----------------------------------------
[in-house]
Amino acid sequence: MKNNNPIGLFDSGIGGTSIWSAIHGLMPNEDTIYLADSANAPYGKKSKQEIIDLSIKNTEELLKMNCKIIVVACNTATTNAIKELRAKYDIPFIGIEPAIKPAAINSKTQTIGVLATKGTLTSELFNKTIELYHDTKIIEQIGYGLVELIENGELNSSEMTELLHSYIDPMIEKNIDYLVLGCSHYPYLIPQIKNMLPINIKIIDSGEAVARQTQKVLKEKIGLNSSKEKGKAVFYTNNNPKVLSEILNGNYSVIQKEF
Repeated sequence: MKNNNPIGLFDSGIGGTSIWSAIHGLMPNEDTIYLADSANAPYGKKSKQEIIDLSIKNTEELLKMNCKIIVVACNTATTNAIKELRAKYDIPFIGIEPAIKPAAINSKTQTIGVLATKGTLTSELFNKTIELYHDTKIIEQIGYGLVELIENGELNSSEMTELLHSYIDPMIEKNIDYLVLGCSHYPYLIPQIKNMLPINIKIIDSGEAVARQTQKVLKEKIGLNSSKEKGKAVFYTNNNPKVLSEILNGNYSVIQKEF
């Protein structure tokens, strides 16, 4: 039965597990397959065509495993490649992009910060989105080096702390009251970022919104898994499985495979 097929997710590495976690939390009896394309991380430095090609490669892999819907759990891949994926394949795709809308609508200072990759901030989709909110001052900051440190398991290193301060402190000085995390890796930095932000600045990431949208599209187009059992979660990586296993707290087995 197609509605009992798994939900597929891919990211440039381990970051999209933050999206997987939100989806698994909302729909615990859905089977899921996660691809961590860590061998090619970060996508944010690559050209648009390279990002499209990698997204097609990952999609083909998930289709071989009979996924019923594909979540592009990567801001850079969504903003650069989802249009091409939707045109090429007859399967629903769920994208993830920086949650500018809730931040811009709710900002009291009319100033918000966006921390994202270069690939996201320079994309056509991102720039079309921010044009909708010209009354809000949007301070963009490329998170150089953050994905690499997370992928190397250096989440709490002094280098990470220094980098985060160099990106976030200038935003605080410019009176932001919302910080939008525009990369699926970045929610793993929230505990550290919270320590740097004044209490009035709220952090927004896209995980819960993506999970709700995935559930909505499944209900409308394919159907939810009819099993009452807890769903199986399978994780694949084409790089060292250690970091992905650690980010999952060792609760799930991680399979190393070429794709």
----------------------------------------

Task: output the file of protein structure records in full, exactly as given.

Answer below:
[in-house]
Amino acid sequence: MKNNNPIGLFDSGIGGTSIWSAIHGLMPNEDTIYLADSANAPYGKKSKQEIIDLSIKNTEELLKMNCKIIVVACNTATTNAIKELRAKYDIPFIGIEPAIKPAAINSKTQTIGVLATKGTLTSELFNKTIELYHDTKIIEQIGYGLVELIENGELNSSEMTELLHSYIDPMIEKNIDYLVLGCSHYPYLIPQIKNMLPINIKIIDSGEAVARQTQKVLKEKIGLNSSKEKGKAVFYTNNNPKVLSEILNGNYSVIQKEF
Repeated sequence: MKNNNPIGLFDSGIGGTSIWSAIHGLMPNEDTIYLADSANAPYGKKSKQEIIDLSIKNTEELLKMNCKIIVVACNTATTNAIKELRAKYDIPFIGIEPAIKPAAINSKTQTIGVLATKGTLTSELFNKTIELYHDTKIIEQIGYGLVELIENGELNSSEMTELLHSYIDPMIEKNIDYLVLGCSHYPYLIPQIKNMLPINIKIIDSGEAVARQTQKVLKEKIGLNSSKEKGKAVFYTNNNPKVLSEILNGNYSVIQKEF
């Protein structure tokens, strides 16, 4: 039965597990397959065509495993490649992009910060989105080096702390009251970022919104898994499985495979 097929997710590495976690939390009896394309991380430095090609490669892999819907759990891949994926394949795709809308609508200072990759901030989709909110001052900051440190398991290193301060402190000085995390890796930095932000600045990431949208599209187009059992979660990586296993707290087995 197609509605009992798994939900597929891919990211440039381990970051999209933050999206997987939100989806698994909302729909615990859905089977899921996660691809961590860590061998090619970060996508944010690559050209648009390279990002499209990698997204097609990952999609083909998930289709071989009979996924019923594909979540592009990567801001850079969504903003650069989802249009091409939707045109090429007859399967629903769920994208993830920086949650500018809730931040811009709710900002009291009319100033918000966006921390994202270069690939996201320079994309056509991102720039079309921010044009909708010209009354809000949007301070963009490329998170150089953050994905690499997370992928190397250096989440709490002094280098990470220094980098985060160099990106976030200038935003605080410019009176932001919302910080939008525009990369699926970045929610793993929230505990550290919270320590740097004044209490009035709220952090927004896209995980819960993506999970709700995935559930909505499944209900409308394919159907939810009819099993009452807890769903199986399978994780694949084409790089060292250690970091992905650690980010999952060792609760799930991680399979190393070429794709």